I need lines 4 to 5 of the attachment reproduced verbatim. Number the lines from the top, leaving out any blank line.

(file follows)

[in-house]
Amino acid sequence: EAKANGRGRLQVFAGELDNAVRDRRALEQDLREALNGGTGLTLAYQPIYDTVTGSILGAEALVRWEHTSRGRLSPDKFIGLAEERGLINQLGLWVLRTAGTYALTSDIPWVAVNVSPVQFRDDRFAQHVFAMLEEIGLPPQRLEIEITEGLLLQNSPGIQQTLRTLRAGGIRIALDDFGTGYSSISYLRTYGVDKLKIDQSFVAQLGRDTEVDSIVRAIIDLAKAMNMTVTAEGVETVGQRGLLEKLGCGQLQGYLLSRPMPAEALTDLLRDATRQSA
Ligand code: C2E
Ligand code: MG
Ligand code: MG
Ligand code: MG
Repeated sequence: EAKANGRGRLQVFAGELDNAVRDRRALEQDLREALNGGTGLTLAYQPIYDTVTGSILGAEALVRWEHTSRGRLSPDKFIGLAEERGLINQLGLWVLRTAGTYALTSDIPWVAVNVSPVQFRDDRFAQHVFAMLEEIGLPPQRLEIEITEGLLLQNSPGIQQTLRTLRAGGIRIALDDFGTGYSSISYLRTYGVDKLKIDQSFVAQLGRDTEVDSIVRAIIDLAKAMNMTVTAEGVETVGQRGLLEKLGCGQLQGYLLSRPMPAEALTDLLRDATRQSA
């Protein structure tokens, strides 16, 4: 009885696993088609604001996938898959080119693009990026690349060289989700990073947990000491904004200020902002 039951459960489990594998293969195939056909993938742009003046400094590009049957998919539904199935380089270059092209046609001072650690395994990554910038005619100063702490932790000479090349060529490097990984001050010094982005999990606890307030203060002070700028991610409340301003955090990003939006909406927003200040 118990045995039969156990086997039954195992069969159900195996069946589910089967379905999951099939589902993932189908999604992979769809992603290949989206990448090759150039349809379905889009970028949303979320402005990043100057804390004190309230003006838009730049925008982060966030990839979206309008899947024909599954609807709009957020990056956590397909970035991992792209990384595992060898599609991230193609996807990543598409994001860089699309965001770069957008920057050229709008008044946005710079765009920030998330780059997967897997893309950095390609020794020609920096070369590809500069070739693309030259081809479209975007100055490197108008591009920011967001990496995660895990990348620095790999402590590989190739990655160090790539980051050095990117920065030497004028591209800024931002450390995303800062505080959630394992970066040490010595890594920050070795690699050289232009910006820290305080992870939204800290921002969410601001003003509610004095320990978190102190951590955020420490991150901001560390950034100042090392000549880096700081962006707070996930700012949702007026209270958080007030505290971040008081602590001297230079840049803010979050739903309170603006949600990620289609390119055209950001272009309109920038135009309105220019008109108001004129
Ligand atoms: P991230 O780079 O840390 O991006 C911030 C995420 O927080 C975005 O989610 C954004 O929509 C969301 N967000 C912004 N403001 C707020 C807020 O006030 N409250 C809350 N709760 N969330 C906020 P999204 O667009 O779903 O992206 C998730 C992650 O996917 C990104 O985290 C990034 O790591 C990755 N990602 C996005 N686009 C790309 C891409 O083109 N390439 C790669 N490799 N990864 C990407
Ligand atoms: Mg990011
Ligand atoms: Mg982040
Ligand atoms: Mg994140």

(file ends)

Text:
Ligand code: MG
Ligand code: MG